Author's note: Thank you for reading! This is just the beginning, the very short beginning. Please review or PM to let me know if you are interested in seeing more. Thanks again!
It was getting dark out, and there was no more time for puppet shows. Quickly packing his props away, Clopin hummed a cheery tune, practically bouncing as he worked. Despite his outwardly chipper disposition, there was in truth something much more serious on Clopin's mind.
The children were laughing and smiling as Clopin expressed his story through song. Clopin's mini-me popped up, and the children cheered and clapped. Clopin smiled at how enthralled the young ones were, when suddenly movement caught his eye.
Though it was no more than a second, Clopin was sure that he had seen a shadow slip into the back of his wagon. But who? An assassin perhaps? A spy? A fan? Less likely. His fans were the children, and they stood in front of the wagon, not in the back of it.
Shutting his chest of tricks with a click, Clopin took a moment to prepare himself. Hopping down onto the pavement, he circled around to enter his wagon through the secret back door. He flung it open and leaped inside. A flurry of moving colors ensued, but it lasted no more than two seconds. Clopin had not even seen who the intruder was—aside from her female figure—but now she was firmly in his grasp, her arm twisted up behind her, and her body being held dangerously close against his. She did not seem to be struggling, but Clopin did not trust this docile appearance.
"I would not move, if I were you."
His whisper drifted lightly, teasing the air beside her ear, as if his words were no more than a joke. This could not have been further from the truth.
"That was not my intent, I assure you." Her voice was soft and bright and... calm? Well, that wouldn't do. Clopin tightened his grip in annoyance.
"What are you doing in my wagon?"
"Perhaps you would be so kind as to loosen your grip?"
"It would be unwise for you to deny me answers, mademoiselle."
"So stubborn... I sought the King of the Gypsies of Paris. I never dreamt that he would be so rude to his own people."
Finally Clopin released his hold on her. She spun around to face him with a graceful, dramatic flair that made her movements look like a dance. Her stance was casual and verging on—dare he think it?—seductive. The girl was slouched slightly to the side, with one hip popped out carelessly. Her slim figure was accentuated by the form-fitting blue dress she wore. Tied atop her head was a purple bandana, and her straight black hair fell down to the middle of her back.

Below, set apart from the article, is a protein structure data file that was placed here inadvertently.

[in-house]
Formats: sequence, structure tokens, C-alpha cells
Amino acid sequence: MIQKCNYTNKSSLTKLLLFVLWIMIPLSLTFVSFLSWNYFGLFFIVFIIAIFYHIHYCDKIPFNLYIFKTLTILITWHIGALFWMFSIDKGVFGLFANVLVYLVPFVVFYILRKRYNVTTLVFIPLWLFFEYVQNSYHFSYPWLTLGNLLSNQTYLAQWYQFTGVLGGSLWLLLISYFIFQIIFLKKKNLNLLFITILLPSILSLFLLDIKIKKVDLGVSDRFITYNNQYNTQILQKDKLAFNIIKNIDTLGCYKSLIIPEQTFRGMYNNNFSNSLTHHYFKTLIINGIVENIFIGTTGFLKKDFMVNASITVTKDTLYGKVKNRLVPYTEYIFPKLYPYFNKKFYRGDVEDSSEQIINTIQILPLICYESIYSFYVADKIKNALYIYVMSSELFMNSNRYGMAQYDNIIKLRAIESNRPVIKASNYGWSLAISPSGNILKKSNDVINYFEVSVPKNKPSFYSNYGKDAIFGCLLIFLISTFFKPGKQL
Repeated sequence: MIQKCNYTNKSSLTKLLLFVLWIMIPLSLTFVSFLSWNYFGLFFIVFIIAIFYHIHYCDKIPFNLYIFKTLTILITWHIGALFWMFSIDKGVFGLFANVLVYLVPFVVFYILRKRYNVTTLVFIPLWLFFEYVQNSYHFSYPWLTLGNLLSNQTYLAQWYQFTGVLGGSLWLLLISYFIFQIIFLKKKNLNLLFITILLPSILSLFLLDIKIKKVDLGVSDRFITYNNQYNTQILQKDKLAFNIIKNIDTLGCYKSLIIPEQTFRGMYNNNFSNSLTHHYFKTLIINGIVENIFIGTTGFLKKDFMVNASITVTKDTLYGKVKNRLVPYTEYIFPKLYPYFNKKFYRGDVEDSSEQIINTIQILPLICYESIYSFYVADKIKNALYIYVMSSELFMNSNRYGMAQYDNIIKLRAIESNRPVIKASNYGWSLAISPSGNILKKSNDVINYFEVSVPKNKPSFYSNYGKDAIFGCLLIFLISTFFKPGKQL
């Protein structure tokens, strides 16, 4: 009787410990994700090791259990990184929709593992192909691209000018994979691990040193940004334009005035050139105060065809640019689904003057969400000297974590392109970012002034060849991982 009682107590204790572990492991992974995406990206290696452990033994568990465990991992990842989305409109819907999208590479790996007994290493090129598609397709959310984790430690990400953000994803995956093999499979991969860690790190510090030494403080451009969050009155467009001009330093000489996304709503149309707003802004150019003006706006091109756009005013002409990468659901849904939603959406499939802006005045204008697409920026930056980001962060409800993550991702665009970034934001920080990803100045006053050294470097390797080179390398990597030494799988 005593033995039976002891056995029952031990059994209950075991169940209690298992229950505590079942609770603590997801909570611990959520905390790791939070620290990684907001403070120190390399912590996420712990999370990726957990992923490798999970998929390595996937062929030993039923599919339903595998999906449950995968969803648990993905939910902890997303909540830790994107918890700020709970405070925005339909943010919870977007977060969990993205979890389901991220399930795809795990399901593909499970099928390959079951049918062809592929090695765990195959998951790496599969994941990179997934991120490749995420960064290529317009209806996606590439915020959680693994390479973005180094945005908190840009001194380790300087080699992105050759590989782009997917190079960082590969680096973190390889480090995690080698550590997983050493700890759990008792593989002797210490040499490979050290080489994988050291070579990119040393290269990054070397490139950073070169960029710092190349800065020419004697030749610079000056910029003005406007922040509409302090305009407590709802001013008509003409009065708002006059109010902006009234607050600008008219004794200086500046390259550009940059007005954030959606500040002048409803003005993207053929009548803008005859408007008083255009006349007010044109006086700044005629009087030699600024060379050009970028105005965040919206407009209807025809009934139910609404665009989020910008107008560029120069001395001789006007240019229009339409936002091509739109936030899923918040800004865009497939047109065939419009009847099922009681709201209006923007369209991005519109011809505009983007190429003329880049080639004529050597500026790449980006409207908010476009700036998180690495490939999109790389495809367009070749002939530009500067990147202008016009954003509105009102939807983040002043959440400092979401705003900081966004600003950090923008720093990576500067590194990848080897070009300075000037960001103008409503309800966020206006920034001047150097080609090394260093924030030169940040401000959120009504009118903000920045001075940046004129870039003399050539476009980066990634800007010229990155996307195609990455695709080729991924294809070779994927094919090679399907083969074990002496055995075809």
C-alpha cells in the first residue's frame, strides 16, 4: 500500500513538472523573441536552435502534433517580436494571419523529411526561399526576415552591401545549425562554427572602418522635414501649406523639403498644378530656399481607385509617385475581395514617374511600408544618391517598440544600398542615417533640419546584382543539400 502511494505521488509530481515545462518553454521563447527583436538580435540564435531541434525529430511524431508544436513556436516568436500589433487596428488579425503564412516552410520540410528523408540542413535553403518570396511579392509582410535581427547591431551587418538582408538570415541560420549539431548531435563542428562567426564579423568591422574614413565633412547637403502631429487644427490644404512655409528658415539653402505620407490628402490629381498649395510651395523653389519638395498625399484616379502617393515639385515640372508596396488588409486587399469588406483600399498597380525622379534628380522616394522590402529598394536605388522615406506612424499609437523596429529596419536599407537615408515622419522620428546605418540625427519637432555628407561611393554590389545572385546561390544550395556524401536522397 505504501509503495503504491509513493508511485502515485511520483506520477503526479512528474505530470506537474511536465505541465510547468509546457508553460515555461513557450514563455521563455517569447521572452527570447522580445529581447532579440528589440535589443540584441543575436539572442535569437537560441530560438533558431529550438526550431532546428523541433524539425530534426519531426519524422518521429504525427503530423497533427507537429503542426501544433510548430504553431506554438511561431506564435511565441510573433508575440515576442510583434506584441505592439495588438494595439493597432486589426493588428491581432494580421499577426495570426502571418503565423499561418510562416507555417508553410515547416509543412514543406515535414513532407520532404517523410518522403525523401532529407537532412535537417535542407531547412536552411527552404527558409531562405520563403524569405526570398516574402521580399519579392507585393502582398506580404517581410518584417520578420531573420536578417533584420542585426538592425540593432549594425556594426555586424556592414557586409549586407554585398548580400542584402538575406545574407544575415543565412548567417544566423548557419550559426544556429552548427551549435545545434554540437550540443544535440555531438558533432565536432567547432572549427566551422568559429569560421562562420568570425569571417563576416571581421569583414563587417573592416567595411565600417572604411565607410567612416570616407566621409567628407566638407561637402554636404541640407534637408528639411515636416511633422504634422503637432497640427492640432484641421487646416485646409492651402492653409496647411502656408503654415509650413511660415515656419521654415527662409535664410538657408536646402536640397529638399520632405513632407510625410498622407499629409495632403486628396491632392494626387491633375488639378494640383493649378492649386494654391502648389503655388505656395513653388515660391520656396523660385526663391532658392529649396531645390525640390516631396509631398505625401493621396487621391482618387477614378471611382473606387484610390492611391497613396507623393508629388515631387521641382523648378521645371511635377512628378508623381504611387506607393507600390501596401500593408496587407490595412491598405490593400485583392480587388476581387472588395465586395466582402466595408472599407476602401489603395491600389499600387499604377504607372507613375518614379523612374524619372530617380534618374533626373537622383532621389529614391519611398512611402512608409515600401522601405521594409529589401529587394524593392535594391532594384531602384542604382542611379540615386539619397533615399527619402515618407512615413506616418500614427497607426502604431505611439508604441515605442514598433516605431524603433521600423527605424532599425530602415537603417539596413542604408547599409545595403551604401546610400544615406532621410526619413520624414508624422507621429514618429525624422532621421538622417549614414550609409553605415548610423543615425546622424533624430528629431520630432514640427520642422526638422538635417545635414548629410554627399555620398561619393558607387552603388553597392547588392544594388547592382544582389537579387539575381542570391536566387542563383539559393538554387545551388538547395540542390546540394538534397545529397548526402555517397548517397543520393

"Who are you?" Clopin asked hesitantly, examining her carefully. She certainly did look like a gypsy, complete with one golden hoop earring, but looks could be deceiving.
"My name is Adalyn," she answered simply. "And yours, mon cherie?"
"I... am Clopin," was the proud reply. "Where is your home?"
"Why, Paris of course." Clopin's eyes narrowed at her insolence.
"Do not lie to me. I know every one of my people, and you are not one. Where is... your home?"
"I am a traveling gypsy," Adalyn revealed with an amused smile. "Paris is my most recent home."
"Then from where do you come?"
"Most recently... Venice."
"Why are you here?"
"My people and I need to stay with you for the time of our stay here. I believe it is called... the Court of Miracles, no?"
"And why... should I trust you?"
The woman pulled something out of the space between her bosom and dress. In the dim light, Clopin could not make it out, until Adalyn stepped closer and held it out to him. It was a beautiful, purple, silk handkerchief embroidered with the letter 'C'.
"Do you know the gypsies Christelle and Henri? As I understand it they are members of your group here, so you must know them." Adalyn did not notice the stiffening in the King's shoulders, and the suddenly cold look in his eyes. Oblivious to these changes, she continued.
"When they went on the road many years ago, they joined our troupe, see? I was only a child then; my mother was the leader. When Christelle and Henri returned here to you so they could raise their child in Paris, Christelle gave this handkerchief to my mother, with the invitation to come to the Court of Miracles when our travels should call for it. When my mother passed on and I became the leader of the troupe, I decided it was time to come to Paris and have Christelle's promise honored. I wish very much to see Henri and Christelle. Will you lead me to them?"
Attempting to stifle his scowl, Clopin quickly snatched the handkerchief from her fingers. Adalyn was very startled by this, and her self-assured, calm composure broke as her eyes widened and she stumbled backwards a step. There was a dangerous glow about Clopin now, which had not been there before, even when he had been restraining her. What had brought this on?
"I will honor the promise made to you by Christelle," he almost hissed at her. "Come. Bring your people."
Obligingly, Adalyn rushed out of the wagon to collect her troupe members—who were waiting patiently in a side street—and together the traveling band of gypsies followed the now silent King through the streets of Paris, on their way to the Court of Miracles.